Welcome to the US Squid Fishing Community!

 Welcome to Squid fishing or Squid jiggin as we call it. In Washington State folks have been jiggin for squid as long as there have been docks to stand on. Here in a the picture (left) circa 1922 at Redondo Beach pier you can see people of all ages with their fishing poles fishing for the amazing "Loligo Opalescens" squid. Most winter nights and on some spring days you can still see this jiggin tradition being carried out on the modern dock at Redondo Beach and other docks and bays from California to the puget Sound. 

 You can catch them using a Squid jig and a fishing pole on most docks in the Puget Sound. On some docks you can catch them year round. "Squid Jigging" is great time for all ages, I have seen ages from 5 to 85 jigging on the docks all having a good time.


  The Squid we find off the docks of the Puget Sound are called "Market Squid" or "Loligo Opalescens" they are a small squid in the family Loliginidae. They live in the Eastern Pacific Ocean from Baja Mexico to Alaska. They usually live within 200 miles of shore. Market squid live approximately 4-9 months. Loligo opalescens eggs are laid on sandy bottom substrates in 10-50 m depth water. The females encapsulate hundreds of eggs in a sheath that is made of layers of protein. Bacteria grow between the layers and may have an antibiotic effect that prevents fungal infections.


  Females insert the egg capsules into the sand with a sticky substance that holds them in place so that the ocean movement can aerate them.Divers have seen some egg beds that have covered acres of the ocean floor. The eggs take 3-5 weeks to hatch if the water is warmer hatching time is shorter.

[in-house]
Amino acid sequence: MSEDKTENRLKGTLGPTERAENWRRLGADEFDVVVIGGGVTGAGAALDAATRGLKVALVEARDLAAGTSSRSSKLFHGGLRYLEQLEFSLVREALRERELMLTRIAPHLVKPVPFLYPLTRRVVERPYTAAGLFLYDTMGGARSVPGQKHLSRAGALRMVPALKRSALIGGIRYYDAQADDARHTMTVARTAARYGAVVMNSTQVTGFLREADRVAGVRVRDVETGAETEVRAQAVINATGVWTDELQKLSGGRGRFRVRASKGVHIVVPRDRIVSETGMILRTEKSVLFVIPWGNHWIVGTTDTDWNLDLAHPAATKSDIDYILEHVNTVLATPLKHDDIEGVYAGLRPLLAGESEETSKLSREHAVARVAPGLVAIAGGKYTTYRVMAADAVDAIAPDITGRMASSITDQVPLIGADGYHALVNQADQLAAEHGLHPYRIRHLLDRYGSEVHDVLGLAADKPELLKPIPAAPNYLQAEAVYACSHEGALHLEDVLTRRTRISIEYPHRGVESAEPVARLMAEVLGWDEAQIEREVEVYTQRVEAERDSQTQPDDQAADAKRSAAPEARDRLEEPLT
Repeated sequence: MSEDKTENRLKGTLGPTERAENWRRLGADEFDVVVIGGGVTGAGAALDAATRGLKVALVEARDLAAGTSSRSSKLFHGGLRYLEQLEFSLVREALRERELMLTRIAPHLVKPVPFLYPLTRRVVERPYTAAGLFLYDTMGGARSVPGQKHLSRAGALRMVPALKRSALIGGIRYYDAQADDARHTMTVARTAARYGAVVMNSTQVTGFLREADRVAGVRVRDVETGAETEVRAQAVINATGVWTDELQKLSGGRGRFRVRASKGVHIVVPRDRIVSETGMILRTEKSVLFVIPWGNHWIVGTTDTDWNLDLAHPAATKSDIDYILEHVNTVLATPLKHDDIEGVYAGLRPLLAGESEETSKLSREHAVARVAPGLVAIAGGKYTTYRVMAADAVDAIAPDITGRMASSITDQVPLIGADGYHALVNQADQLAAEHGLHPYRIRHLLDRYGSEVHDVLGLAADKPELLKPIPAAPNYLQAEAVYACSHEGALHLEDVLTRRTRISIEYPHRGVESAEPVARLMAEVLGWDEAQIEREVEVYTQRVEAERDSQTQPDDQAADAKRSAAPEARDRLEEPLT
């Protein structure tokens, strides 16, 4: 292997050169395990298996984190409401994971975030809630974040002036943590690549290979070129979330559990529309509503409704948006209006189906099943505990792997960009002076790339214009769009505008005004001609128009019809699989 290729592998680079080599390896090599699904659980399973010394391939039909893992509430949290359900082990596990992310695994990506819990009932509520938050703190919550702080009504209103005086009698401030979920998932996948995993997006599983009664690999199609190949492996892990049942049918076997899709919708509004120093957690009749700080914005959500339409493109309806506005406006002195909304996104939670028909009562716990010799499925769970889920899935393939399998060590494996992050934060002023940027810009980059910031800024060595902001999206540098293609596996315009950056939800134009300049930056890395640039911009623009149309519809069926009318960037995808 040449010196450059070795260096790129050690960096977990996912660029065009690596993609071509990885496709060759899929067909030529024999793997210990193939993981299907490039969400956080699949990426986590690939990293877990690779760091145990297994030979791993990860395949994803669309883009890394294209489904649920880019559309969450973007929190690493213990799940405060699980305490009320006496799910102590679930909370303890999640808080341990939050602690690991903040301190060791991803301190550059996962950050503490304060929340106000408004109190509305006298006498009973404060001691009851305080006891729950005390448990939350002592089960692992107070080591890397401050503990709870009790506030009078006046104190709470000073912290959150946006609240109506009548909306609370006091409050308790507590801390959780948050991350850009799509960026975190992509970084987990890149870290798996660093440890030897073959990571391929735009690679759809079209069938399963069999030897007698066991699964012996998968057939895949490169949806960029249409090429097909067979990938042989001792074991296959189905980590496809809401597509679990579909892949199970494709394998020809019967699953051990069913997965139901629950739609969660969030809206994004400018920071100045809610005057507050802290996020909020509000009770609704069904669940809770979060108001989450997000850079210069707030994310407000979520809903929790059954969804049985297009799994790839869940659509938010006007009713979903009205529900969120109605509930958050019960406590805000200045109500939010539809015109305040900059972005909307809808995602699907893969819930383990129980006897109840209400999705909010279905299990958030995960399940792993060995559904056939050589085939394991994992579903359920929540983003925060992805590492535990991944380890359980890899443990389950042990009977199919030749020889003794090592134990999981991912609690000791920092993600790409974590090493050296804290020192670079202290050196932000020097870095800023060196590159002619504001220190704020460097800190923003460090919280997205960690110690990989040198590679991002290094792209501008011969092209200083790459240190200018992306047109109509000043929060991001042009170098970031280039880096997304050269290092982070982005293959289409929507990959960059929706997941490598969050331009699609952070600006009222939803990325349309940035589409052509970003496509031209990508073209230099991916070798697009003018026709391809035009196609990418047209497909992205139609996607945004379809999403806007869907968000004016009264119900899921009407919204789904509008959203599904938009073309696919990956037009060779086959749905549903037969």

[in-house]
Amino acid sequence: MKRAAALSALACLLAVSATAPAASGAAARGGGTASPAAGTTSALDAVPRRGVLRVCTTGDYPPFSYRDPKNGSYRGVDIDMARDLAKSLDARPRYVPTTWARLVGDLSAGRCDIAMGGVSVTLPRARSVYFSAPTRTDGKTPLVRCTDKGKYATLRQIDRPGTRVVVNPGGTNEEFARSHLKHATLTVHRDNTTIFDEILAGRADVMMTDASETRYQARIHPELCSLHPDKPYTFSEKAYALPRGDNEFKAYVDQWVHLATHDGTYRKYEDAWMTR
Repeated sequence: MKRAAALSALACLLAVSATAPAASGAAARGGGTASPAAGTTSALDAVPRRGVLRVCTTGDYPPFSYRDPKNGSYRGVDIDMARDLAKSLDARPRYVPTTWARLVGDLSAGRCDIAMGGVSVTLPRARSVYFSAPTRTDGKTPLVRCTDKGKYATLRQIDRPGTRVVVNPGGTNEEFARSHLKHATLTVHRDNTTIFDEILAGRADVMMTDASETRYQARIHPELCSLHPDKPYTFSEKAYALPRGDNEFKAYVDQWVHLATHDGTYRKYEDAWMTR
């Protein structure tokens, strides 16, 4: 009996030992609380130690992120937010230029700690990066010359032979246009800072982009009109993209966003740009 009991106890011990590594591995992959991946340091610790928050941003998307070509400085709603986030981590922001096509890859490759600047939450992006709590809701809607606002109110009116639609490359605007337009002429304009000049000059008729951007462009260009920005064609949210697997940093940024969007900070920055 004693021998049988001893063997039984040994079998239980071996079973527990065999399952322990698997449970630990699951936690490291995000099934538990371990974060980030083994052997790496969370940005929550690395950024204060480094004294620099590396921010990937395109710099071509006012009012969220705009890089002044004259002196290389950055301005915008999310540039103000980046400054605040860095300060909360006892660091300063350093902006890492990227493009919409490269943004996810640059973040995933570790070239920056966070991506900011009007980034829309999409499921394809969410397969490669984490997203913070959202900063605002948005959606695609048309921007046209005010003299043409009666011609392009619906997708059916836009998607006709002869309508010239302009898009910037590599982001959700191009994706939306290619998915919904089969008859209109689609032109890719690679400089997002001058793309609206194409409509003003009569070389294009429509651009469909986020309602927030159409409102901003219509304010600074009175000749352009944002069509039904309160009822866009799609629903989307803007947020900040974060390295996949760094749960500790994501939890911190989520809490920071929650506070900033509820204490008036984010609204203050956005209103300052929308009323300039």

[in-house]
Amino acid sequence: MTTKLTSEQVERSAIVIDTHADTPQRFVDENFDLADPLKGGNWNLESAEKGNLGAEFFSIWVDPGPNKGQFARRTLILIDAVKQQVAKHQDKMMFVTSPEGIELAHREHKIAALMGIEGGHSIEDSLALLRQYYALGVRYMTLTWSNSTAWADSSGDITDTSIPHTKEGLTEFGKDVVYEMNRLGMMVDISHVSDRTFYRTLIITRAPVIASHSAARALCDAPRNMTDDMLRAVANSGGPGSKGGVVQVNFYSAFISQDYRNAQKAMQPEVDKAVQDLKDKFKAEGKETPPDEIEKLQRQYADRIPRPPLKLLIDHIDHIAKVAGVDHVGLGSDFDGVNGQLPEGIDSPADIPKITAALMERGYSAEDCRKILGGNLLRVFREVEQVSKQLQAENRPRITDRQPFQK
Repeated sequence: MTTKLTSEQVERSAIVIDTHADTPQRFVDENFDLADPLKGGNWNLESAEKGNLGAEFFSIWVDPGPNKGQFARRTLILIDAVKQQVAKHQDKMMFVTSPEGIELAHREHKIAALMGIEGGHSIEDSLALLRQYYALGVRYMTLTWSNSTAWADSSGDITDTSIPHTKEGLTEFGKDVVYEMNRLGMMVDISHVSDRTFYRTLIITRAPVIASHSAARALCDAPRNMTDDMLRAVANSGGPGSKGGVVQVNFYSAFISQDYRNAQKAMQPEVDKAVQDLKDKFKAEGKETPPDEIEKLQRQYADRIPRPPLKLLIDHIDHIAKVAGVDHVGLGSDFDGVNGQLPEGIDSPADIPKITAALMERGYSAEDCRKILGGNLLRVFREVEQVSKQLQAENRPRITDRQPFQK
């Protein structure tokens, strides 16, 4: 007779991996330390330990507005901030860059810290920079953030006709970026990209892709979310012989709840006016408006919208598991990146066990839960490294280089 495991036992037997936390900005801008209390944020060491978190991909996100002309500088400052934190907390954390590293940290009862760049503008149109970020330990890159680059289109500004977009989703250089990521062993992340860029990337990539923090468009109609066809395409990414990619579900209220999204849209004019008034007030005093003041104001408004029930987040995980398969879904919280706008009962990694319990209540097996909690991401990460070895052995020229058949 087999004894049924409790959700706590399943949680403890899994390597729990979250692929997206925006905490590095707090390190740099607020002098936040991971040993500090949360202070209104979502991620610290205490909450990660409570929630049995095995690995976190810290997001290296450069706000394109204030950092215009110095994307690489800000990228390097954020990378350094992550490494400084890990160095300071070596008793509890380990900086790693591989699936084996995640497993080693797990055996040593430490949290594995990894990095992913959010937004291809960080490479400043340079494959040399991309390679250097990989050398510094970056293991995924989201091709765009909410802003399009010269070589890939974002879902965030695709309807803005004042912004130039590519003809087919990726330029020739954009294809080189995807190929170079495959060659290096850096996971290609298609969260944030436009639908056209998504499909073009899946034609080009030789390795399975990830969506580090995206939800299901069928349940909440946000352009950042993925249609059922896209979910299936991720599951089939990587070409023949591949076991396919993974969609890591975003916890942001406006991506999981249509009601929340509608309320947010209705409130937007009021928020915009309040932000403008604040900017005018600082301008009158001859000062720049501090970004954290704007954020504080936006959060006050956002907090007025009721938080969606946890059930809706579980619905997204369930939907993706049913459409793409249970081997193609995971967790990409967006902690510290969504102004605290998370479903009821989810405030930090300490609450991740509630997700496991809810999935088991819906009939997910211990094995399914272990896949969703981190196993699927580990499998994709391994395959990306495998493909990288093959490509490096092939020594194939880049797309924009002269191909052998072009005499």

Bat starfish, are the most aggressive and common predators of the squid eggs. Fish do not eat them, but have been seen nipping at eggs which are not covered by the sheath.The adults do not take care of the young squid. With such a short life span 4 to 9 months they grow very fast. They are found in the greatest abundance along the shore at 15 m depth at night and 30 m depth by day as the near-shore environment provides the plankton which is smaller and easier for them to eat. 

Since 1993 squid has been the #1 fishery in California with amounts caught of 118,000 tons with a value of $41 million in 2000. The population fluctuates greatly with the El Niño. During these warm water currents populations increase greatly. 

Squid lends itself to just about every cooking method imaginable and is can also be eaten raw in sushi dishes. Squid is available fresh, canned, dried,frozen as well as pickled and fried.Since calamari seems to sound more palatable than squid, you'll most often see squid recipes listed as calamari its Italian name ,sounds better than squid I guess.